The challenge of quantum cryptography
Introducing Dr. Rotem Arnon-Friedman
As soon as quantum computers become available, encryption needs to move up to the quantum level too. Dr. Rotem Arnon-Friedman believes that the theoretical and practical foundations for security must be developed even faster than the qubits and software needed to run quantum computers.Quantum computing holds tremendous promise for faster and more powerful computers that can quickly give answers to unsolvable problems, but there are many challenges to overcome.
While physicists, computer scientists, mathematicians and engineers work together to build a practical quantum computer, the developing field of quantum information science is figuring out how to leverage the advantages that quantum technologies bring, such as safer and more efficient communication networks, while overcoming their cryptographic risks.
Dr. Arnon-Friedman works on one of the basic security questions in the emerging field of quantum cryptography: how to create a shared secret key that is impossible to crack, even if the hacker is able to manipulate the communications and has access to a quantum computer. While it is nearly impossible to defeat public-key encryption schemes using the fastest conventional computers available today, a quantum computer could potentially perform this task with ease.
Although various schemes for quantum key distribution have been introduced, the underlying proofs of security remain very challenging. One of the key challenges is to develop a protocol that can guarantee security, irrespective of the quality as well as the trustworthiness of the physical devices used to implement the process. This involves building some sort of a test as a quality control measure into the protocol that shows that the communication is genuine and was not tampered with.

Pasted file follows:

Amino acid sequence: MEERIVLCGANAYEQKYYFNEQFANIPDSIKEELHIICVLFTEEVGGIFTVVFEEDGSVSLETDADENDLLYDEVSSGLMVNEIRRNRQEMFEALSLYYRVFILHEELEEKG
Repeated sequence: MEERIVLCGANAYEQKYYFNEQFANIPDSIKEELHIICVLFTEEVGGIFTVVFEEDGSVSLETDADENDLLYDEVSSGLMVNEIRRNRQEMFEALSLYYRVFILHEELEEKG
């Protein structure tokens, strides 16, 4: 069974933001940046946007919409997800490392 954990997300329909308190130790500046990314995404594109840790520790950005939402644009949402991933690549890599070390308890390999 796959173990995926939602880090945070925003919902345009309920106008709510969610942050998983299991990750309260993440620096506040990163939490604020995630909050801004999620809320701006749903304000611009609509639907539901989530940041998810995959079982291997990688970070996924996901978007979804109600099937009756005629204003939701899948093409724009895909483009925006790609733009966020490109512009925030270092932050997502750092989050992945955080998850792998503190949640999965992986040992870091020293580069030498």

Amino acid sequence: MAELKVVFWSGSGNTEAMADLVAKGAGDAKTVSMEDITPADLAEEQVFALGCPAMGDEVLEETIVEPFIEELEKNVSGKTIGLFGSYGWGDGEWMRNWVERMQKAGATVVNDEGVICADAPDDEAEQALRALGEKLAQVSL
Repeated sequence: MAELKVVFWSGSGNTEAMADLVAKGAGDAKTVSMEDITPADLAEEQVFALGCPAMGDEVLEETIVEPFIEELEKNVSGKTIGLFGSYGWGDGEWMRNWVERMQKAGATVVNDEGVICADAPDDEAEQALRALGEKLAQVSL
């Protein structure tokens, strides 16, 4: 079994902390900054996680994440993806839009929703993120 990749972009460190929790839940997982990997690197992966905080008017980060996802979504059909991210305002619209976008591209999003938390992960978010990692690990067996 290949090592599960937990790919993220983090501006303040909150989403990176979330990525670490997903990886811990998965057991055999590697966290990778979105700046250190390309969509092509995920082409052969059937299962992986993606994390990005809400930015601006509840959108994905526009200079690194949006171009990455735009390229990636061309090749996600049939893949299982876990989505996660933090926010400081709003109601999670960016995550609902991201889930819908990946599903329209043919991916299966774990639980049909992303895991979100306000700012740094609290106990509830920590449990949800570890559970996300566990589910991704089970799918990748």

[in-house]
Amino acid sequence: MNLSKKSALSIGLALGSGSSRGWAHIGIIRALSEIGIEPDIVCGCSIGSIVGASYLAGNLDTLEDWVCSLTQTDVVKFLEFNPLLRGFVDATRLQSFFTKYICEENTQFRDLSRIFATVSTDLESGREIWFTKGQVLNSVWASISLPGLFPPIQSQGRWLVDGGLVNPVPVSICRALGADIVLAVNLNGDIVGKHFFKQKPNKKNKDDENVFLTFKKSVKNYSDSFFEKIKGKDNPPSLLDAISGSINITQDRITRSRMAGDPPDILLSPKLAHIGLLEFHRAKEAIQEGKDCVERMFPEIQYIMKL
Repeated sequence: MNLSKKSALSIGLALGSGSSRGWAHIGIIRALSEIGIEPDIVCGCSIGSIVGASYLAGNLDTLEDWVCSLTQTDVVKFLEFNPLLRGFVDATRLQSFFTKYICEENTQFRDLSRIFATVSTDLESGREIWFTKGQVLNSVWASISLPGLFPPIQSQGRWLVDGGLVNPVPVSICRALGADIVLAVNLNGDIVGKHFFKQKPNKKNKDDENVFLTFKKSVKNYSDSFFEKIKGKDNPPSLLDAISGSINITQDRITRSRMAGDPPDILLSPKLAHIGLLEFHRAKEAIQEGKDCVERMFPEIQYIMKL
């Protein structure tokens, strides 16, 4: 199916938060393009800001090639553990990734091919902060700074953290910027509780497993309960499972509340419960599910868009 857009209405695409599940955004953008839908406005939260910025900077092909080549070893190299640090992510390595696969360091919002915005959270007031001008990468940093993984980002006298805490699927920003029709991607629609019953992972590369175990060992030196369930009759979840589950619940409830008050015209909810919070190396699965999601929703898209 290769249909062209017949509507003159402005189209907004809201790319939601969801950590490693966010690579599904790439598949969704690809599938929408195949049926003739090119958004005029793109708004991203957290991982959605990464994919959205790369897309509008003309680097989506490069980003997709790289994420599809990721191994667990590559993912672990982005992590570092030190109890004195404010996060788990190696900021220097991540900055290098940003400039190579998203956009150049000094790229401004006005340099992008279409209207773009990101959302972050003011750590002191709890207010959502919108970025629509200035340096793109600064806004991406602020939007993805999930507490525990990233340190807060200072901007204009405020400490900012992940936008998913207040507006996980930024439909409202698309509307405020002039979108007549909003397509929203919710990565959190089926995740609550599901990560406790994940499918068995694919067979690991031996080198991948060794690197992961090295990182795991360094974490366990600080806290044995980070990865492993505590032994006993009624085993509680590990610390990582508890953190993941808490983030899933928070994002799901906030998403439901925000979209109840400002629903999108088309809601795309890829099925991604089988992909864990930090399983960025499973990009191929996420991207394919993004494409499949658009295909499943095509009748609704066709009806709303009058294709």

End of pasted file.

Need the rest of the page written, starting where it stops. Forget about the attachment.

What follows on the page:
Dr. Arnon-Friedman began working on such security proofs as a PhD student at ETH Zürich, and went on to pursue related questions with one of the founders of the field of quantum computing at the University of California, Berkeley. She has helped develop a general framework consisting of a flexible protocol and analysis for obtaining proofs of security for a broad range of cryptographic tasks.
After her service as a sargeant in the Israel Defense Forces software school and teaching advanced programming classes from 2004-2006, Dr. Rotem Arnon-Friedman completed her BSc in physics and computer science at Tel-Aviv University in 2010. She earned an MSc in computer science in 2012, also at TAU. She moved to Switzerland, where she completed a PhD in the Quantum Information Theory group at the Institute of Theoretical Physics at ETH Zürich in 2018. Dr. Arnon-Friedman worked as a postdoctoral researcher in the Department of Electrical Engineering and Computer Science at the University of California, Berkeley until she joined the Weizmann Institute in 2020.
She was on the Dean’s List at TAU, and received several awards for excellence by the Department of Physics at TAU. She was awarded the ETH Medal for her outstanding doctoral thesis and received a Swiss National Science Foundation Postdoctoral Mobility Fellowship in 2019. She serves as a reviewer for a series of top professional journals.